CAIRO — It has a star-studded cast and a backdrop to make a Hollywood set designer drool.
And when the curtain went up on this year's Non-Aligned Movement (NAM) summit in the Egyptian resort of Sharm el-Shiekh on Wednesday, the lead actors didn't disappoint.
First up to the microphone, one of the veteran leaders of the not-so-free world, Egyptian president, and incoming NAM chairman, Hosni Mubarak.
“We face the largest part of its repercussions and pressures and suffering,” he said of the continuing global economic malaise. “We call for a new international political, economic and trade order — a more just and balanced order that prevents discrimination and double standards, achieves the interests of all, takes into account concerns of developing countries and establishes democratic dealings between rich and poor states.”
Cuban President Raul Castro continued the theme, discussing the collapse of the global economy: "Developing countries were the most affected by the financial crisis … ."
He continued, taking a not so veiled swipe at the West: "And as usual, the wealthy countries were the source of the current crisis, which was affected by the ... illogic of the international economic order that depends on blind market principles and consumption, and wealth of the few.”
That left it to Libyan president Moammar Gaddafi to vary the script, perhaps even entertain what must be a tough crowd, with delegates as diverse as the Australian trade minister, the Pakistan and Indian prime ministers and a gaggle of highly ranked Chavenistas, though not the Venezuelan president himself.
Iran had a right to pursue nuclear energy, Gaddafi insisted, though he tempered the statement by saying that the Shiite Islamic Republic should not be permitted to obtain nuclear weapons.
Two hotly anticipated appearances — that of Iranian President Mahmoud Ahmadinejad and ousted Honduran President Manuel Zelaya — were a bust, though both were the topic of significant discussion.
In all, about 55 heads of state from the 118 countries of NAM turned out on the opening day of its 15th summit which, observers agreed, would not lead to much in the way of accomplishments (although for followers of such events it certainly would have entertainment value). Rather, observers said, the summit provided a public platform for some of the world's most charismatic statesmen to speak on some of the world’s hot button issues — such as the world economy.
Any diplomacy and deal-making, they said, would take place in smaller closed-door meetings and have little bearing on world events.
The NAM was founded in 1955 by Egyptian President Gamal Abdel Nasser, Yugoslav President Josip Broz Tito and Indian Prime Minister Jawaharlal Nehru in order to present a third path for countries unwilling to throw their support behind either of the two Cold War blocs led by the U.S. and the Soviet Union.
They thought at the time, said American University in Cairo Political Science Department Chair Walid Kazziha, that “they could benefit by the rift between the Soviets and the U.S. by playing one side against the other.”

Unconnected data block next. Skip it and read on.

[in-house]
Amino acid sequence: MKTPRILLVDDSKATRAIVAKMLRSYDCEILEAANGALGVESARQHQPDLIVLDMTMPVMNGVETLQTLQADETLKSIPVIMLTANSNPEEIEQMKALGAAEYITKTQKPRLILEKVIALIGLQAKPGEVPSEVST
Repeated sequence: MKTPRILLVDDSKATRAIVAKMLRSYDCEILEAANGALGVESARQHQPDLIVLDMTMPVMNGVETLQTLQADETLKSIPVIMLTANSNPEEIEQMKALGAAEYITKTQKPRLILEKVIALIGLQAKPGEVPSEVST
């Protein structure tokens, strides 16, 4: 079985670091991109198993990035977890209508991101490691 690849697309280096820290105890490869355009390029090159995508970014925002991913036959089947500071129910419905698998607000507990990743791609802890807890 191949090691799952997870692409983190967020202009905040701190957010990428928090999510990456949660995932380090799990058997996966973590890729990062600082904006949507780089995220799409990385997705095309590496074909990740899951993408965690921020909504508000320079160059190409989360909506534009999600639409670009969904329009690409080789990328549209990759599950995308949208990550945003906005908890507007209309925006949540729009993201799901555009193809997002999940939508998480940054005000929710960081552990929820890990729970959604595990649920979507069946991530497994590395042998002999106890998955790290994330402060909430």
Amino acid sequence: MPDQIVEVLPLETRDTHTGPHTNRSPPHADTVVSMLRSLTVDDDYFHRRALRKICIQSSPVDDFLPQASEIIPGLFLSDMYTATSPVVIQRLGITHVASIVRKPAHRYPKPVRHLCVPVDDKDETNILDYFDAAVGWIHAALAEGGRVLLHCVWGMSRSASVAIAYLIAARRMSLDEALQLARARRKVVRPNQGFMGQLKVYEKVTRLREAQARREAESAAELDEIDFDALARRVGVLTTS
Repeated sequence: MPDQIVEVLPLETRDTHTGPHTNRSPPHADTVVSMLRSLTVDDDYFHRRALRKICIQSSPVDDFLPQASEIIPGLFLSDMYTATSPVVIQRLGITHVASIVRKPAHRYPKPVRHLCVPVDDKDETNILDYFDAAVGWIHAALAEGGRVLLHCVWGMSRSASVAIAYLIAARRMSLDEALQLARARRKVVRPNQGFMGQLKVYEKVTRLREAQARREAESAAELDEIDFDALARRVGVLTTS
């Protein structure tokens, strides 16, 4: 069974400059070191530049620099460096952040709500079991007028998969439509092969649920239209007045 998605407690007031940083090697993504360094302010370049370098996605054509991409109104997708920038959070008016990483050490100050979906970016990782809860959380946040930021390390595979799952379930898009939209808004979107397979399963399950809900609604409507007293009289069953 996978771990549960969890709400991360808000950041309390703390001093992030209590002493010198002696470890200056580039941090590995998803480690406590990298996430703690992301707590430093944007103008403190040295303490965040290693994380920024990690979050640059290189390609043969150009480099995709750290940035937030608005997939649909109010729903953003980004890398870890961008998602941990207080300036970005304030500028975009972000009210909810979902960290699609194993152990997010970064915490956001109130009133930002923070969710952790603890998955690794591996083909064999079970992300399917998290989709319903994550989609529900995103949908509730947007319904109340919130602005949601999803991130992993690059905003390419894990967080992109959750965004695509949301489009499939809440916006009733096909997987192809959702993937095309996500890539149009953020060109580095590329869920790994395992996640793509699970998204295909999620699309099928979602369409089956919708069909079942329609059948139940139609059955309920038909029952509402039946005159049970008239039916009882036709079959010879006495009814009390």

The purpose of founding the movement, said Kazziha, was not only to establish a third way, politically, but also to offer an economic doctrine of socialism as a middle path between American capitalism and Soviet communism.
The NAM was particularly attractive to new African nations that didn’t buy wholly into the philosophies of either world superpower. By the 1960s, though, the main premise of the movement collapsed as the Soviets and Americans pressured many of the countries into one camp or the other.
Decades later, the NAM is still struggling for relevance. The movement has failed to establish itself as a powerful bloc largely because many of the member-states find themselves pursuing divergent interests.
So at the Sharm el-Sheikh summit, organizers appear to have made the universal concern of the global economy the top priority.
“The historical context in which this group was created is very different from now,” said Diaa Rashwan, a political expert at Egyptian think tank the Ahram Center. “But the financial and economic positions make this group still relevant, but not politically.”
Summit leaders seemed eager Wednesday to exert their rhetorical muscle on the economy, the issue where they stand to affect the most change, with Messrs. Mubarak and Castro leading the charge.
High-level Indian and Pakistani officials, meantime, sat down Tuesday to discuss how to repair relations that have deteriorated in the wake of terrorist attacks that each country has blamed on the other. Pakistani Prime Minister Yousef Raza Galani and Indian Prime Minister Manmohan Singh were expected to talk Thursday morning, according to wire reports.
As for the Honduran coup, leaders have been working on a proposal that would condemn the military overthrow of the Central American government.
A number of other issues, from Serbia to North Korea to China, are also on the table, though leaders are not expected to do much more than pay lip service to them when they vote on a joint declaration Thursday.
Still, one country that is not participating may be the most significant player. With new leadership in the United States and Western primacy over the global economy, Kazziha said much of the NAM’s discussion this week would center on continued efforts by many countries to find elbow-room in a world that revolves so heavily around the U.S.
“[The summit] suits the purpose of so many third world countries, including Egypt, because this meeting is, to a large extent, about readjusting to the new American era,” he said. “It’s a movement searching for compromises with the western world, led by the U.S.”
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